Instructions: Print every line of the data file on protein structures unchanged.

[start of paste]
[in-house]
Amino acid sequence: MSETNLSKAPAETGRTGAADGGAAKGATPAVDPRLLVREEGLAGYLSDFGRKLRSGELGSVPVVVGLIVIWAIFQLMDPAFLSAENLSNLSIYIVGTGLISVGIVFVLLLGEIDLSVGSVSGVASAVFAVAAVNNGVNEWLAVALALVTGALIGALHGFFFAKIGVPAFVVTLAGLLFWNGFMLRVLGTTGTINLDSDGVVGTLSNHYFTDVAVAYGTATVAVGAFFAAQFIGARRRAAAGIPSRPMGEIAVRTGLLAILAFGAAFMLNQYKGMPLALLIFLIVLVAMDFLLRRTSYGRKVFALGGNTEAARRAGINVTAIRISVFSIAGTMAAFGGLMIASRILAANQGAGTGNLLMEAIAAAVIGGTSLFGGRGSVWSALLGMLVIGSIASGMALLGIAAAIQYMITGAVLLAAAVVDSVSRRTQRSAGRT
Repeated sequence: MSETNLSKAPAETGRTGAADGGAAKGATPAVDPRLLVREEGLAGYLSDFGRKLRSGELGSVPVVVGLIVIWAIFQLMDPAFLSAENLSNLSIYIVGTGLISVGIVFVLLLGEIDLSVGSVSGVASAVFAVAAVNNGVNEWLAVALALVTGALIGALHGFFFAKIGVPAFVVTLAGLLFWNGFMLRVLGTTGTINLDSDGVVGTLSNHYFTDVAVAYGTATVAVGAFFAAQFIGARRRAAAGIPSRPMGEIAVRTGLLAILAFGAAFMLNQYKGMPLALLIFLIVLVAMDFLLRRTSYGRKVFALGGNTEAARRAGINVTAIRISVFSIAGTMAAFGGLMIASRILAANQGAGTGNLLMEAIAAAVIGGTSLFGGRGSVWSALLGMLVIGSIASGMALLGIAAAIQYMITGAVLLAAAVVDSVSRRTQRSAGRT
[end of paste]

[in-house]
Amino acid sequence: MSETNLSKAPAETGRTGAADGGAAKGATPAVDPRLLVREEGLAGYLSDFGRKLRSGELGSVPVVVGLIVIWAIFQLMDPAFLSAENLSNLSIYIVGTGLISVGIVFVLLLGEIDLSVGSVSGVASAVFAVAAVNNGVNEWLAVALALVTGALIGALHGFFFAKIGVPAFVVTLAGLLFWNGFMLRVLGTTGTINLDSDGVVGTLSNHYFTDVAVAYGTATVAVGAFFAAQFIGARRRAAAGIPSRPMGEIAVRTGLLAILAFGAAFMLNQYKGMPLALLIFLIVLVAMDFLLRRTSYGRKVFALGGNTEAARRAGINVTAIRISVFSIAGTMAAFGGLMIASRILAANQGAGTGNLLMEAIAAAVIGGTSLFGGRGSVWSALLGMLVIGSIASGMALLGIAAAIQYMITGAVLLAAAVVDSVSRRTQRSAGRT
Repeated sequence: MSETNLSKAPAETGRTGAADGGAAKGATPAVDPRLLVREEGLAGYLSDFGRKLRSGELGSVPVVVGLIVIWAIFQLMDPAFLSAENLSNLSIYIVGTGLISVGIVFVLLLGEIDLSVGSVSGVASAVFAVAAVNNGVNEWLAVALALVTGALIGALHGFFFAKIGVPAFVVTLAGLLFWNGFMLRVLGTTGTINLDSDGVVGTLSNHYFTDVAVAYGTATVAVGAFFAAQFIGARRRAAAGIPSRPMGEIAVRTGLLAILAFGAAFMLNQYKGMPLALLIFLIVLVAMDFLLRRTSYGRKVFALGGNTEAARRAGINVTAIRISVFSIAGTMAAFGGLMIASRILAANQGAGTGNLLMEAIAAAVIGGTSLFGGRGSVWSALLGMLVIGSIASGMALLGIAAAIQYMITGAVLLAAAVVDSVSRRTQRSAGRT